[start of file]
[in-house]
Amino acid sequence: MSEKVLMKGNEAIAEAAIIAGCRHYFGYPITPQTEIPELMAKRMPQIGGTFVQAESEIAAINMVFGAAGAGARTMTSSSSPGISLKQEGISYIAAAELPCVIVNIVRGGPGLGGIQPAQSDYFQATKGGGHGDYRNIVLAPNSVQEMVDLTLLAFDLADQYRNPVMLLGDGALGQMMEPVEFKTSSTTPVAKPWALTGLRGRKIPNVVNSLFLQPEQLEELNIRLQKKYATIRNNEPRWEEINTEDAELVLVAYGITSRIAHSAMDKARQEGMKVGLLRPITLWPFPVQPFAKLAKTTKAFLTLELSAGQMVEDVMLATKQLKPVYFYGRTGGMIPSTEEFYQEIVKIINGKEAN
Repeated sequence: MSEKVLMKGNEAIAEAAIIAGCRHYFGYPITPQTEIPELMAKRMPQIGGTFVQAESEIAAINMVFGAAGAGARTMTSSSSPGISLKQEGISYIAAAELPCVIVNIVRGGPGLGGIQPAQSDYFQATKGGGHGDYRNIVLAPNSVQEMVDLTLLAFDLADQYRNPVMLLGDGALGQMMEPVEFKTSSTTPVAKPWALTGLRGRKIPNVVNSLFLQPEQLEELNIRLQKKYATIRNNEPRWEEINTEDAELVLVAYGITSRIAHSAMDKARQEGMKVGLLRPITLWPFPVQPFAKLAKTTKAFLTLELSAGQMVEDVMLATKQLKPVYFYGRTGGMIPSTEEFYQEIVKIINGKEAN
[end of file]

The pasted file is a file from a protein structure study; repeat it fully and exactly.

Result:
[in-house]
Amino acid sequence: MSEKVLMKGNEAIAEAAIIAGCRHYFGYPITPQTEIPELMAKRMPQIGGTFVQAESEIAAINMVFGAAGAGARTMTSSSSPGISLKQEGISYIAAAELPCVIVNIVRGGPGLGGIQPAQSDYFQATKGGGHGDYRNIVLAPNSVQEMVDLTLLAFDLADQYRNPVMLLGDGALGQMMEPVEFKTSSTTPVAKPWALTGLRGRKIPNVVNSLFLQPEQLEELNIRLQKKYATIRNNEPRWEEINTEDAELVLVAYGITSRIAHSAMDKARQEGMKVGLLRPITLWPFPVQPFAKLAKTTKAFLTLELSAGQMVEDVMLATKQLKPVYFYGRTGGMIPSTEEFYQEIVKIINGKEAN
Repeated sequence: MSEKVLMKGNEAIAEAAIIAGCRHYFGYPITPQTEIPELMAKRMPQIGGTFVQAESEIAAINMVFGAAGAGARTMTSSSSPGISLKQEGISYIAAAELPCVIVNIVRGGPGLGGIQPAQSDYFQATKGGGHGDYRNIVLAPNSVQEMVDLTLLAFDLADQYRNPVMLLGDGALGQMMEPVEFKTSSTTPVAKPWALTGLRGRKIPNVVNSLFLQPEQLEELNIRLQKKYATIRNNEPRWEEINTEDAELVLVAYGITSRIAHSAMDKARQEGMKVGLLRPITLWPFPVQPFAKLAKTTKAFLTLELSAGQMVEDVMLATKQLKPVYFYGRTGGMIPSTEEFYQEIVKIINGKEAN